Sunday, 30 December 2012

Goodbye 2012

Goodbye 2012!

Add Type 1, Coeliac & Dsylexia, life can be wild!

2012 has been a challenging year in many ways. I sometimes wonder how I get through each day on so little sleep. Whilst I always have a smile for everyone I have found as the girls have got older, life is even more demanding. Keeping a 4, 6, 7, 11 & 14 year old happy, healthy and on the right track is mind blowing. Add a husband and often there is no time for me. All school reports were wonderful, so I must be getting some thing right.
On a more positive note Bella aged 14 is now 5ft yes!! Having coeliac undiagnosed for so many years has really affected her growth. Having the odd teenage rebellion gluten party hasn't really helped. Bella is due to go back in 6 months for a joint endo/gastro appointment. The Consultant's want to do a fasting glucose and some further bloods.
Darcy now has an individual education plan in place and her reading has dramatically improved.Her writing has  improved but in reality we have a huge amount of work ahead of us. Darcy was diagnosed with Dyslexia in April 2012. I have had to learn so much in order to support Darcy. Her new teacher has been truly inspirational.
Felicity is flying and reading several years above her age. Sometimes I have to remember I am talking to a 6 year old. Felicity is always planning some kind of mischief. How siblings are so different.
Purdey is growing up so fast and will start school in September 2013. Purdey was born the year Claudia was diagnosed. Great sadness and joy all in 1 year. I think hand on heart I am still recovering from 2008. Purdey is full of character and is always giggling.
The week before Christmas Claudia pulled her cannula out. She called me crying. I was at work and a 30 minute drive away. She said that she couldn't put a cannula in and hung up on me. I felt like the worst mother in the world and completely useless. I called back and a very tearful Claudia had managed to put her cannula in her arm of all places. A teacher was with her but had no idea what to do. I was very proud, sadly part of me felt I had let her down as she shouldn't have all these worries at the age of 11. In some respects I am glad the teacher witnessed the tears and upset as often they only see our children when they are "Ok" they don't see what happens "behind the scenes". Needless to say I got fleeced for a red sparkly watch by Claudia not the teacher.!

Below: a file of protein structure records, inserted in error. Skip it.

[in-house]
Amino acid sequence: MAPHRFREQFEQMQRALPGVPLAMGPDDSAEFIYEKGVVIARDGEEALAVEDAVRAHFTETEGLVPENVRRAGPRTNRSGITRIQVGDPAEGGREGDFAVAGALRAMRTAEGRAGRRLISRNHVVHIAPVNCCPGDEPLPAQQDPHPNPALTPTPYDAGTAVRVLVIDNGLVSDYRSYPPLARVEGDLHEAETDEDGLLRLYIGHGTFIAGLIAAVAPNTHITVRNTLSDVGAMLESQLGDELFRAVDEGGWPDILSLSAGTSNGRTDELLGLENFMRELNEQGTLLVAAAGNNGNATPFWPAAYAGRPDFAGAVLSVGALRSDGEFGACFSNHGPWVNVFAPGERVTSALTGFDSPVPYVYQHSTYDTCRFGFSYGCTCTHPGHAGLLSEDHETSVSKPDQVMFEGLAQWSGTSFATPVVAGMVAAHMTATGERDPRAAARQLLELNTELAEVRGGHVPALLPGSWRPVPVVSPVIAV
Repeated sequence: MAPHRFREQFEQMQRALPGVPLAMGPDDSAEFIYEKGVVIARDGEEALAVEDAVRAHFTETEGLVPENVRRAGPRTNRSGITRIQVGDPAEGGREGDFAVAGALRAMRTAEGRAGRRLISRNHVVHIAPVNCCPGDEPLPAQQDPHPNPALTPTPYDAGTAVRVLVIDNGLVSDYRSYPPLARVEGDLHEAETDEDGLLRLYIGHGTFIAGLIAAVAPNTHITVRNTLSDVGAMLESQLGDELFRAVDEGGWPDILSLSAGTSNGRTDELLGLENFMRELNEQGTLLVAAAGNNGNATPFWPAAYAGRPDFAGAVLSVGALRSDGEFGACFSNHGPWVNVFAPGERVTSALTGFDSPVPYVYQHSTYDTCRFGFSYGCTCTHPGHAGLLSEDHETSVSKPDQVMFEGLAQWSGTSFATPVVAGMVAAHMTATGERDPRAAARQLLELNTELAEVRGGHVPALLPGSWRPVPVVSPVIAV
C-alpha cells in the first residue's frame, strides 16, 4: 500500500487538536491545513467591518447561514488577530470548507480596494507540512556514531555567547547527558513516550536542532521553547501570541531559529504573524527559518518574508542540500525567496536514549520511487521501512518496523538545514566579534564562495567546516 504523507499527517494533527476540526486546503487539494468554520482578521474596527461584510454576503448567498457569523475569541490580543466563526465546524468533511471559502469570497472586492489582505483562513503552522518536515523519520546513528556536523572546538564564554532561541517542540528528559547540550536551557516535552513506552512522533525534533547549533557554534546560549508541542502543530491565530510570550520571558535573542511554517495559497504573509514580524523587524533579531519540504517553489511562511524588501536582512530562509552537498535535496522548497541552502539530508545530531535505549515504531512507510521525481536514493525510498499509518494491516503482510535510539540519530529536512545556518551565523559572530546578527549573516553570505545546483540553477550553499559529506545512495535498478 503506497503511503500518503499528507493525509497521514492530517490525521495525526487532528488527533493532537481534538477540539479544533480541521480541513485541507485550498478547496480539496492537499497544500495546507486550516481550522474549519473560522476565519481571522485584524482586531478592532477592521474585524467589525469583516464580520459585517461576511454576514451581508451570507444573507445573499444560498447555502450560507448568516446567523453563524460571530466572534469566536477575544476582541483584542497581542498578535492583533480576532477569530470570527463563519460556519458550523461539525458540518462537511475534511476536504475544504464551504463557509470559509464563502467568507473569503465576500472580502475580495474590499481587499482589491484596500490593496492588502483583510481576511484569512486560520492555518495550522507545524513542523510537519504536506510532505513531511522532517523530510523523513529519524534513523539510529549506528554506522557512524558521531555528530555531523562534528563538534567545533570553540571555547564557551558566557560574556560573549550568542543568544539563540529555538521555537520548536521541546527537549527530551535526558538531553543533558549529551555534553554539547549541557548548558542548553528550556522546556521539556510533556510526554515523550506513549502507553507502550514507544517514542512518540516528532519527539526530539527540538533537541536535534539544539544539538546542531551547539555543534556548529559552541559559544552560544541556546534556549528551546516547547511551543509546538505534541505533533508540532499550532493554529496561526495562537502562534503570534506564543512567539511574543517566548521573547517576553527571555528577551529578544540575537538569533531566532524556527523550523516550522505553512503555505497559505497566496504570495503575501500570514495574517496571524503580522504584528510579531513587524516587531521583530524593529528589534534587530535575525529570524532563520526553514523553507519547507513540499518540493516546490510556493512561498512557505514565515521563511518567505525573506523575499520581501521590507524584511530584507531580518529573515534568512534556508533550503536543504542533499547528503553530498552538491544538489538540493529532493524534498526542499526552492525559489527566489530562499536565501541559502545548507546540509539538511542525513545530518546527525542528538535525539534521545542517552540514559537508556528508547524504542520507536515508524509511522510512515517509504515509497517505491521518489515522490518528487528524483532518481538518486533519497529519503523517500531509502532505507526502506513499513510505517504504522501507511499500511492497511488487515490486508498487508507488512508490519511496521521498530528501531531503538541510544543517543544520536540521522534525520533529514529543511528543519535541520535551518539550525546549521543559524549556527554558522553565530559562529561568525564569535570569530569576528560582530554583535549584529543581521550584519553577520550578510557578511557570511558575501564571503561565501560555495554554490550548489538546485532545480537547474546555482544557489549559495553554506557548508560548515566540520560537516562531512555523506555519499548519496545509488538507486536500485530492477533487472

We went out for Christmas Lunch this year. How "out there" have Claudia and I become. We did a full cannula change at the table and even negotiated where the cannula was going to be placed without too many hysterics. Good in many respects as I never want Claudia to feel embarrassed about living and managing Type 1. Then came the heart felt sigh when I looked around and saw all the other children and families just tucking in to lunch, whilst we calculated how many carbs, took into account excitement etc. In the end we just stuck our finger in the air and hoped for the best!! I had a Bucks Fizz to compensate as having Type 1 OCD makes guessing carbs a little stressful.
Claudia had decided she wanted a break from her CGM, another deep breath for me. Claudia is 11 and as you would expect she wants more and more of a say in how she manages her condition.........
One of my dearest friends posted last night, he has been suffering from "high blood sugar" as he stated carb counting, calculating correctly yet nothing was bringing his levels down. What touched my heart and echoed what Claudia had said yesterday. Just 1 meal without calculating, having to think, weigh would be wonderful.
Whilst I am not Type 1, I so understand as Claudia had a mini rant in a restaurant as I unwittingly asked her to check her BG. She flounced off to the toilet to wash her hands shouting, why can't I just eat a meal, just 1 without all this fuss!! 
Type 1 is so very complex and people often think that it all associated with food. In reality that is just a tiny part of controlling/managing Type 1 as so many other factors influence blood glucose levels:

Everyday Life Basically!

Every New Year since Claudia has been diagnosed I pray for a cure. I want my little girl to have  carefree teen years. People say, Claudia is always happy and has a fantastic time. She is really responsible. All the above is true, however Claudia shouldn't have so many worries at the age of 11.That's what people often forget.
For anyone who doesn't fully understand Type 1 Diabetes. Claudia needs insulin each and everyday to keep her alive. Even with insulin keeping her healthy is a daily challenge. Achieving "good control" a very subjective statement is like dancing with the Devil and requires 24/7 input from Claudia and myself.